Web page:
When calculations start to get complicated like this discount price example, imagine that you have a field that contains the value you already want. You can use this pretend field in your new calculation, and then, when you're all finished, put the old calculation in place of the pretend field. In this case, just pretend you have a field called Calculated Discount that holds the discount price. With that imaginary field in mind, you can fix your problem with this calculation:

```	Min ( Calculated Discount ; Price Each )
```

The result of this calculation is either the calculated discount or the regular price, if it's lower. Now, just put the old calculation in place of the words "Calculated Discount" (since the old calculation results in the calculated discount):

```	Min ( Max ( Price Each * .95 ; Cost * 1.2 ) ; Price Each )
```

The entire Max function, complete with its two parameters, is now the Min function's first parameter. You might think it looks a little confusing at first, but with practice you become accustomed to looking at functions-inside-functions like this.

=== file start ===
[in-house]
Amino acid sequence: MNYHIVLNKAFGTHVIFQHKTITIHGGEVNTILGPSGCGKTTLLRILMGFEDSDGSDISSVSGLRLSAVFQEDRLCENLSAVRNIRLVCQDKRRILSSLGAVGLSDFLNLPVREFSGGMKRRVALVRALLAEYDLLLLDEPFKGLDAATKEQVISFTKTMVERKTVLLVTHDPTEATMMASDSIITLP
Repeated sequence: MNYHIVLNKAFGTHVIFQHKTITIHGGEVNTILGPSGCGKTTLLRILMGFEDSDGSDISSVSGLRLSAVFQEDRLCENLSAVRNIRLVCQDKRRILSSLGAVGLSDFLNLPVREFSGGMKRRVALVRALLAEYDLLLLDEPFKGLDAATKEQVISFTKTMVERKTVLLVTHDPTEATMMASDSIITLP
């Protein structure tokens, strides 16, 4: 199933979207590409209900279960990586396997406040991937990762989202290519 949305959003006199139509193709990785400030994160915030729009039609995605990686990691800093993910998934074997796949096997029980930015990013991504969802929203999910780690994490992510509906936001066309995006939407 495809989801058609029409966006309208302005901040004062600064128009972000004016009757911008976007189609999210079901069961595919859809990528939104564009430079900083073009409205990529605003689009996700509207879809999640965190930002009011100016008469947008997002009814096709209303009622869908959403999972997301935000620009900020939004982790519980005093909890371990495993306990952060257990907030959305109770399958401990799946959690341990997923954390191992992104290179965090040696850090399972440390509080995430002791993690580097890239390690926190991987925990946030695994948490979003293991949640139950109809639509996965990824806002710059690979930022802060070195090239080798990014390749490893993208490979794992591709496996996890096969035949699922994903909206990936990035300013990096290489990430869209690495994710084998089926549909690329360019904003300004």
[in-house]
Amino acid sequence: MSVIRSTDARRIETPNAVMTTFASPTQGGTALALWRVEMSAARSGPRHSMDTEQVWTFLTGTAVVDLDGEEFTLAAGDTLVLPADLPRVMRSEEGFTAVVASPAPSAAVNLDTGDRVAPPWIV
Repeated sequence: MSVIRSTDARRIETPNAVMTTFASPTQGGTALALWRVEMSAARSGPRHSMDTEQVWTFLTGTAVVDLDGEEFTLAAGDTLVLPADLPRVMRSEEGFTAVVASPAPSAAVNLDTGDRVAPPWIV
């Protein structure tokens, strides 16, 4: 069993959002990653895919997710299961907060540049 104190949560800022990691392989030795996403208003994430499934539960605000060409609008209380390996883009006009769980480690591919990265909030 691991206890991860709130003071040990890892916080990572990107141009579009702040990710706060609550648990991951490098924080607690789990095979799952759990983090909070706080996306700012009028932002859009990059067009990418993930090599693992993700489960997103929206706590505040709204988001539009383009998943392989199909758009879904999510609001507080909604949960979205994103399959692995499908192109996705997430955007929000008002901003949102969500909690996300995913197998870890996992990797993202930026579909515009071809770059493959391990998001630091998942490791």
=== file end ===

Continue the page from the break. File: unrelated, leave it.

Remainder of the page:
If it helps, you can add white space and comments to clarify the calculation, as Figure 10-2 shows. Figure 10-2. You may find it hard to write nested calculations, and hard to read them if you need to come back later and tweak them. In this case, though, a savvy person formatted the calculation with copious white space and plenty of comments. Chances are you'll understand this version better than the one shown on Section 10.2.3.

To use the calculation, just create a new calculation field (call it Discounted Price) with the calculation above. It automatically adjusts and shows you an appropriate discounted price.

If you want to test a complicated calculation, spot-check a few records where you know the result. Sometimes the math is so complex that you just have to work it out on paper and enter dummy records to check the calculation. Usually, if a calculation isn't working, you can figure out how to fix it when you compare your math to the value in the field. FileMaker Pro 8: The Missing Manual
ISBN: 0596005792
EAN: 2147483647
Year: 2004
Pages: 176